The x86 battle is about to get a lot hotter
Qualcomm is expected to show its ARM goodies at Computex event
Qualcomm president confirms multiple chipset support
Just five days ago, Microsoft announced that Windows 10 has full support for Qualcomm Snapdragon SoCs and everyone jumped to the conclusion expecting that only the Snapdragon 835 and the future SoCs are supported. It turns out that the device on stage was based on Snapdragon 821 confirming that Windows 10 runs on the current generation too.
Serious latency problems
One of the world’s most popular chipsets for gigabit broadband modems, Intel's Puma 6 chipset, suffers from at latency jitter so bad it ruins online gaming and other real-time connections.
Weak arm policy
It’s Mr Sweary Linus Torvalds has been explaining why he is not a big fan of ARM chips.
Opinion: INTC goes bonkers
The CEO of Intel is trying to pretend that talking about virtual reality is masking the reality that his company has become irrelevant.
Exclusive: Server chip with 64 threads arriving in 2017
Fudzilla has scored some exclusive details about the coming AMD Zen chip that will have as much as 32 cores, 64 threads and more L3 cache than you can poke a stick at.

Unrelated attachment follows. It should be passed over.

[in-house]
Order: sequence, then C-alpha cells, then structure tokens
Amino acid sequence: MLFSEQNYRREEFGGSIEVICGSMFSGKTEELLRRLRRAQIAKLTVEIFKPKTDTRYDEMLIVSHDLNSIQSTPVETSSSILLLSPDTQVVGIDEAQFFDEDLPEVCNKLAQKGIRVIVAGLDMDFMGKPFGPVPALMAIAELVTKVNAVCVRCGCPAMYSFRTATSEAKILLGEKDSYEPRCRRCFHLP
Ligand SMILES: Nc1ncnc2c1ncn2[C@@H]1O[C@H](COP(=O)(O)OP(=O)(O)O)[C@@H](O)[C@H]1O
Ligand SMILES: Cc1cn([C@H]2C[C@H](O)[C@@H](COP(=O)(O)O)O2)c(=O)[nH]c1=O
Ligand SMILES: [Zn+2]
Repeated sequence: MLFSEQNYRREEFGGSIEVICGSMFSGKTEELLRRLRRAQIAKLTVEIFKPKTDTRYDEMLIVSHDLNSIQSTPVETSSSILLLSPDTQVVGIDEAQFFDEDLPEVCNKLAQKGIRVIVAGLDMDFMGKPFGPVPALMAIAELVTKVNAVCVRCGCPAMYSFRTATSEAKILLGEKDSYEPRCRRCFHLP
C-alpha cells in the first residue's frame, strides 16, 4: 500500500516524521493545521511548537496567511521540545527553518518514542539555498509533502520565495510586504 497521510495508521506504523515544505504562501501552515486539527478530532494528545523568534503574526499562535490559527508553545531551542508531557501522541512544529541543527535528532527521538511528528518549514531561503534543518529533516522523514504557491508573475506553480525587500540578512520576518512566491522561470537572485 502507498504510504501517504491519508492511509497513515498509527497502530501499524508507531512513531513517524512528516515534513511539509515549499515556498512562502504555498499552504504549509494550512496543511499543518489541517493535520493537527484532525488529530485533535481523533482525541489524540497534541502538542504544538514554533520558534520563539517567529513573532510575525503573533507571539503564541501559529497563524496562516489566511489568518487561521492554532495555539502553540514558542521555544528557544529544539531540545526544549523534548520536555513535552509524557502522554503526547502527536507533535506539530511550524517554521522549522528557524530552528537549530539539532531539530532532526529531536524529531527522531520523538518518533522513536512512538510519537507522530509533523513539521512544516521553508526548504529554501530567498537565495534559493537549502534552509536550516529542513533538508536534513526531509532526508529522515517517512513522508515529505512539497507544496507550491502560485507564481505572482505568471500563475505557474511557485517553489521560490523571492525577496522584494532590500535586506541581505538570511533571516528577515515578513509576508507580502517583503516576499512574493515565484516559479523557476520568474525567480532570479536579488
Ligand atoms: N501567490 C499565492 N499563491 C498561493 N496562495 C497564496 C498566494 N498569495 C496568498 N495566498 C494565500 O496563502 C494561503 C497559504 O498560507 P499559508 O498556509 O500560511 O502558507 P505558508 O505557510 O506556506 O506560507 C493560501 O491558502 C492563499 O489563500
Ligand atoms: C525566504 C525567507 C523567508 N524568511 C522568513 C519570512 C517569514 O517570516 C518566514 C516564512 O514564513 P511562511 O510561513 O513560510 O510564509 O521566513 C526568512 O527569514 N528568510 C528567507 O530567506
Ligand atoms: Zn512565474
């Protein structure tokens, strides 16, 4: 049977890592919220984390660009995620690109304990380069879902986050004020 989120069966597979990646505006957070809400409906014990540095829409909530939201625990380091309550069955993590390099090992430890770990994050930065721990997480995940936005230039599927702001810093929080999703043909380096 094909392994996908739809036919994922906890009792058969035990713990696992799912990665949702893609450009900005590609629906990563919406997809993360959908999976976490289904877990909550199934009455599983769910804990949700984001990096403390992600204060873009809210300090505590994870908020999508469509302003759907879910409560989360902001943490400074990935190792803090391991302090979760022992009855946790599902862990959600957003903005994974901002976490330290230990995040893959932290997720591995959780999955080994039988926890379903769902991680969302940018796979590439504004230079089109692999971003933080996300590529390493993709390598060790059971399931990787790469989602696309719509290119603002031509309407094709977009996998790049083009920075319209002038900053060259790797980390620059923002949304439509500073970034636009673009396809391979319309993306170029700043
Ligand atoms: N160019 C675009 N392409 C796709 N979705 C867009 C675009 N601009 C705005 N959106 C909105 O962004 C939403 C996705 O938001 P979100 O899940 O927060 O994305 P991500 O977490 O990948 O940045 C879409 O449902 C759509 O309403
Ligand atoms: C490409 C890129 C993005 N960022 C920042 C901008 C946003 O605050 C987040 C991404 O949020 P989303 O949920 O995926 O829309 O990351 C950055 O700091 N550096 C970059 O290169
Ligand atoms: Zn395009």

Server follows, then notebook
At the Q and A session after AMD's press conference, company CEO Lisa Su just confirmed that desktop Zen x86 chips are the first products to arrive for consumers. These will be followed by a server lineup, then a notebook lineup.
It runs Windows, renders 4K videos and samples
AMD has just announced its upcoming Zen x86 core that delivers 40 percent more IPC from the current generation.
Company CEO Lisa Su pointed out that Summit Ridge is the new core codename, and that Zen is alive, on track and the introduction video played was rendered on a Zen processor.
Multiple independent sources have confirmed that AMD has Zen x86 prototype chips ready for demonstration, and we might see them tomorrow during the Computex 2016 press conference in Taiwan.
AMD prepares for IPC race with Intel
In May 2015, we reported that AMD’s first Zen CPUs, launching in Q4 2016, would most likely be quad-core chips based on a presentation slide showing the company’s Zen core units scaling up to four cores with shared L3 cache. According to new information released one year later, this may not be the case and, the company could be preparing to launch eight and six-core variants in a tight efficiency race against Intel's 'Kaby Lake' CPUs.